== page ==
Patricia “Trish” Culligan remembers hearing a regular refrain at the dinner table. “Nobody can ever take your education away from you,” her parents would often remind her and her four siblings.
“My parents were very invested in our education. And I think it goes back to their mantra, that no matter what, nobody can take your education away from you. There was a feeling that there was some dignity associated with education, no matter where you found yourself in life,” she says.
To be sure, the Culligan family found itself all over the world during Trish’s youth. Culligan’s early years read like a world geography quiz, with addresses on three continents before the age of 9. From there, an idyllic if nomadic time preceded high school, where a budding interest in the relationship between science and humanity would take root that influences her work to this day. Now, as Culligan begins her new role as the Matthew H. McCloskey Dean of the College of Engineering, she hopes to help future engineers from a broad spectrum of society take ownership of their own education and integrate their knowledge to take on some of humanity’s most pressing challenges.
Her parents were both from working-class families in Liverpool, the first in their families to attend college. Her father, a physicist, would go on to work at CERN, the European high-energy physics laboratory in Geneva, Switzerland, where Culligan and her older sister were born. From there, the family moved to Chicago as her father took a position at Fermi Lab outside of Chicago, then back to the UK for a job at Oxford University.
When she was 8, Culligan’s family was on the move again, this time to Australia as part of an incentive program for Britons to migrate to the country. The family landed in Melbourne, with Culligan and her sisters attending school at Loreto Mandeville Hall Toorak. As it turned out, none other than Mother Teresa would stay at the convent there when she would travel to Melbourne, Australia. Culligan had the chance to meet her.
“It was an inspiration to me that her core focus was going out into the world and really trying to make a positive difference, particularly for those who are the poorest of the poor,” Culligan says. “She gave up her own teaching career to do that. That stuck with me forever.”
The Culligans lived in Australia for seven years, a time Trish remembers quite fondly. “It was a great place to grow up,” she says. As the family considered where the children would attend university, they decided a return to the UK was in order. But not before a little adventure.
“They sold everything — they totally sold everything!” Culligan laughs as she recalls her parents’ unloading of much of their earthly possessions. “We each had a backpack of clothes and other possessions, a sleeping bag, and there were three tents.
“We drove up the coast of Australia and we stayed in various campsites all the way up to Queensland. Then we flew from Brisbane to Frankfurt (Germany), backpacked around Europe, or stayed in youth hostels. Eventually we ended up back in Liverpool.”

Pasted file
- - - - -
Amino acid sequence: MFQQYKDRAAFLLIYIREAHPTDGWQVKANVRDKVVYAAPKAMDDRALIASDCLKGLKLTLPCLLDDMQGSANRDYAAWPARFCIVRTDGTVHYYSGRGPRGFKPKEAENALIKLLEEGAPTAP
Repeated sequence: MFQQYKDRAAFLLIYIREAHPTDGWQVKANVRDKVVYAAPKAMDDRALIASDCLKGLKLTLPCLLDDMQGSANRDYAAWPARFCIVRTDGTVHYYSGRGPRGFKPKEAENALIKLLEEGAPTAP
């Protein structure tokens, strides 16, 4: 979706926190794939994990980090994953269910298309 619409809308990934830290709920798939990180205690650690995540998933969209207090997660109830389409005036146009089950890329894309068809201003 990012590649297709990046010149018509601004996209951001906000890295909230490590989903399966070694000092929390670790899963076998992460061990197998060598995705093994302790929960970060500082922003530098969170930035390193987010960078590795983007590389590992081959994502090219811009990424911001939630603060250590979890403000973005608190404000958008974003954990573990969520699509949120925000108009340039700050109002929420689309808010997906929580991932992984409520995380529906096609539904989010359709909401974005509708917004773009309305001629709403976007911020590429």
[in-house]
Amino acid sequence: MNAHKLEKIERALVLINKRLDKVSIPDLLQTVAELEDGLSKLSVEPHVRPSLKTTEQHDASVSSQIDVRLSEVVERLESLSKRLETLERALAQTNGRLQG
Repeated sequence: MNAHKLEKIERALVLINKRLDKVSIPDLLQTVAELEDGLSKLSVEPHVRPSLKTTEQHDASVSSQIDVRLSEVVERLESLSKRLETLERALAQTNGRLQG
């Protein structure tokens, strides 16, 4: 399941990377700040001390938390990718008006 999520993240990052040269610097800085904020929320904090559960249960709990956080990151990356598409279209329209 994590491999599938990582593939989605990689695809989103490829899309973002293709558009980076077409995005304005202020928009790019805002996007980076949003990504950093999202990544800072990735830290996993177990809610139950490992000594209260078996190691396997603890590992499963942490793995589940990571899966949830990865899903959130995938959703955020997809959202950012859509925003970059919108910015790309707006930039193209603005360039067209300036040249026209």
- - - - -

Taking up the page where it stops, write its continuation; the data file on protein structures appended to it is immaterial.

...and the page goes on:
With her father’s doctorate in nuclear physics, it perhaps comes as little surprise Culligan found herself drawn to STEM courses in high school, and she began studying the foundations of the field of engineering broadly. But the influence of her mother’s degrees in the humanities—an undergraduate degree in English literature and master’s in education—are evident as well. Culligan was drawn to the subject of human geography, which focused not just on the physical planet—rivers, mountains, capitals, etc.—but on how humanity shaped the world through migration and settlement. The intersection between facts and the lived experience was appealing. And so, as it came time for Culligan to specialize her engineering focus, she chose to pursue civil engineering at the University of Leeds. Admittedly, she didn’t quite know what that entailed.
“I just wanted to do engineering that was about people,” she says. “That’s what I thought civil engineering was: engineering for civilization.
“Truly, two years in, it was sort of all concrete and steel and transportation and solid mechanics and fluid mechanics. And I was really enjoying it, these analytical STEM subjects. But I was thinking, ‘Well, this is all very enjoyable, but where are the people?’”
It was more than just a momentary reflection. Culligan’s broad academic interests would yield a master’s degree in philosophy and a doctorate in engineering from the University of Cambridge. She also earned a diploma in language, literature and civilization (with honors) from the Université d’Aix-Marseille III. Later, Culligan would co-author a chapter for the Oxford Handbook of Interdisciplinarity (one of seven book chapters she’s written or co-authored, along with seven books) that focused on the role of engineering in shaping early civilization: using physical infrastructure to provide the basis for social and economic infrastructure. Engineering has been an interdisciplinary subject for centuries, she says, and engineers have been “master integrators” at the nexus of science and humanity.